Larval cyathostominosis results from the mass emergence of encysted larval stages from the large intestinal wall. There is currently no routinely available noninvasive method to enumerate cyathostomin encysted larvae, and horses with high burdens may have low or negative FECs (Dowdall et al. 2002). Furthermore, horses with larval cyathostominosis often have no specific discriminating clinical signs. A noninvasive diagnostic test for encysted larvae would assist in the diagnosis of larval cyathostominosis and would aid in the identification of horses requiring larvicidal treatments. Previously, Dowdall et al. (2002, 2004) demonstrated that serum IgG(T) responses to 2 larval native antigen complexes (of 20 and 25 kDa in size) were observed to be significantly higher in clinical cases than in cyathostomin-naïve or -negative animals. Moreover, in experimentally-infected animals, anti-25 kDa complex IgG(T) levels correlated positively with field exposure and, importantly, with burdens of EL3 (r(s) = 0.74, P = 0.015) and total mucosal parasites (r(s) = 0.78, P = 0.010). In naturally infected horses, whose parasite burdens were quantified post mortem, antigen-specific IgG(T) responses were also significantly higher in infected than in uninfected horses (P = 0.0001 and 0.002 for anti-25 and anti-20 kDa responses, respectively). In these horses, anti-25 kDa IgG(T) levels correlated positively with mucosal and luminal burdens (P<0.05). In terms of IgG(T) responses to the 20 kDa antigen complex, levels correlated positively with luminal burdens only (P = 0.0043) (Dowdall et al. 2004). Antigens within the complexes were shown to be specific to the cyathostomin group, with no or limited cross reactivity to other helminth species (Dowdall et al. 2003). As these antigens are time-consuming to prepare and rely on a continuous source of tissue from infected animals, representative recombinant proteins have been produced in Escherichia coli (McWilliam et al. 2010). Recently, genes encoding 2 antigenic proteins, cyathostomin gut associated larval antigen (Cy-GALA) and cyathostomin immuno-diagnostic antigen (Cy-CID), that are produced by encysted larval stages, were isolated and the proteins expressed in E. coli. A number of recombinant Cy-GALA proteins, representative of common cyathostomin species, have now been produced. These proteins exhibit no reactivity to serum from horses specifically infected with other noncyathostomin species, nor does antiserum, raised to one of the proteins, bind to worm extracts from other species. Initial data suggest that recombinant GALA proteins have diagnostic potential and a patent application is under review. Further development of this assay is directed at increasing cyathostomin species coverage for the proteins Cy-GALA and Cy-CID, to ensure that the assay is sensitive to the presence of other, less common cyathostomin species. It is anticipated that a diagnostic assay based on detection of antibodies to a cocktail of these recombinant proteins will be developed for commercial use in the next 3–5 years.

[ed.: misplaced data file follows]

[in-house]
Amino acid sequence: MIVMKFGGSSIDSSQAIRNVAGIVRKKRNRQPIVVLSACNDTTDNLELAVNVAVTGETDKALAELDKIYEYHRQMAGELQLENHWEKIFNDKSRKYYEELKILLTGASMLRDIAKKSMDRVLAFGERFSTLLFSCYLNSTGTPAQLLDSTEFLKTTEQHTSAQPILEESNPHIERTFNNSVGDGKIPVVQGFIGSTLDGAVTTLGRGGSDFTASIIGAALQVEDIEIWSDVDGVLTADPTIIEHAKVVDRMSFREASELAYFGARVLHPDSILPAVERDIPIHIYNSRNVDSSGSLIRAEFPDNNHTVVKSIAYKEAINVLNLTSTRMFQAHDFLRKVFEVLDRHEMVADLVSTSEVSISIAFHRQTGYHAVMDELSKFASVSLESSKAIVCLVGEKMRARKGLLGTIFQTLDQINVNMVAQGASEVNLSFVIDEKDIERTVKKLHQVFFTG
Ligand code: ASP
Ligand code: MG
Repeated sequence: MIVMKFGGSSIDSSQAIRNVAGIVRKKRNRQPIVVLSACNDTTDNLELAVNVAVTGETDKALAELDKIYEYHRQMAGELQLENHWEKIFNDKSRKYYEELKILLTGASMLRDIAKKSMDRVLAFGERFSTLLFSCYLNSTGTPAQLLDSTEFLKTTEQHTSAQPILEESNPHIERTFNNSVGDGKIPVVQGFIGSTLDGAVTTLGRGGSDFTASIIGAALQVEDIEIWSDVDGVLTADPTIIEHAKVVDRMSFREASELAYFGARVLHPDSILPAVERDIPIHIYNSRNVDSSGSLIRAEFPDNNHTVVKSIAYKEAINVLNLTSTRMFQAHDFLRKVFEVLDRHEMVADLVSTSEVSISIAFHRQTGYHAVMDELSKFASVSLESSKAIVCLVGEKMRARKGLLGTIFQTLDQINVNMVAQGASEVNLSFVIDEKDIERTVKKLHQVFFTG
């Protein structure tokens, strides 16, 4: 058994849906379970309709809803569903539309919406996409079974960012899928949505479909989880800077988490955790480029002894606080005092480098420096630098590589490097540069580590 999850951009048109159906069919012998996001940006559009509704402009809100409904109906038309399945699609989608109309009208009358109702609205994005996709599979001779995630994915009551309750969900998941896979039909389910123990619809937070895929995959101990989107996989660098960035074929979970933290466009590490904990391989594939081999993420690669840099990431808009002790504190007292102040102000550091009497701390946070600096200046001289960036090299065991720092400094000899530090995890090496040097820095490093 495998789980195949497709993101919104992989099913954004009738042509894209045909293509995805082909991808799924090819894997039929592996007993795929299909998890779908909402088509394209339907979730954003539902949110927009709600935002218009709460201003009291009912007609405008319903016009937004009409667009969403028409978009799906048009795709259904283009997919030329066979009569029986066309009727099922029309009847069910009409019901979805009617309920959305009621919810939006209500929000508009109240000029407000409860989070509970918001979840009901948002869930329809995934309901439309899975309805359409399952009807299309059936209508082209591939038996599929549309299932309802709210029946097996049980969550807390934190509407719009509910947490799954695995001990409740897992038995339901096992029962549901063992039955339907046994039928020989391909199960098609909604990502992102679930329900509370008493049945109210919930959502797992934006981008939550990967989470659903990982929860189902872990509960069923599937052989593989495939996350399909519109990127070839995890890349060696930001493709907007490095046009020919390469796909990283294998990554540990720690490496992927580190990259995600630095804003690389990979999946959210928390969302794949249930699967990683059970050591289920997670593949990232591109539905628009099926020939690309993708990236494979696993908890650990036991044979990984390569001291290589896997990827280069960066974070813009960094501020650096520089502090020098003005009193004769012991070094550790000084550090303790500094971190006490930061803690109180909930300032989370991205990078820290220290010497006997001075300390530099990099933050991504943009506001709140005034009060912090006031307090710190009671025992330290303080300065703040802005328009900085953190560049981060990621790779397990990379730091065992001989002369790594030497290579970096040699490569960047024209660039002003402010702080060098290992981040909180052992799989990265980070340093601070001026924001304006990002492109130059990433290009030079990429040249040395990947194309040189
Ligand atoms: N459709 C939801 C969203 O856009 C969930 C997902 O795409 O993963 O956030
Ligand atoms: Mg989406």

Mast cell counts and their proteinase (chymase/tryptase) expression may also offer predictive value for the determination of total (including mural) cyathostomin burdens. The intestinal immune response to cyathostomin infection is not fully understood, although increased mast cell numbers have been documented in the large intestine of horses naturally infected with cyathostomins, with a linear correlation observed between magnitude of caecal cyathostomin burden and both toluidine blue stained, and chymase- and tryptase-labelled mast cell populations (Pickles et al. 2010). Development of a noninvasive serological or rectal biopsy assay for mast cells or their proteinases is ongoing and could represent a advance in the in vivo diagnosis of active cyathostomin infection in future.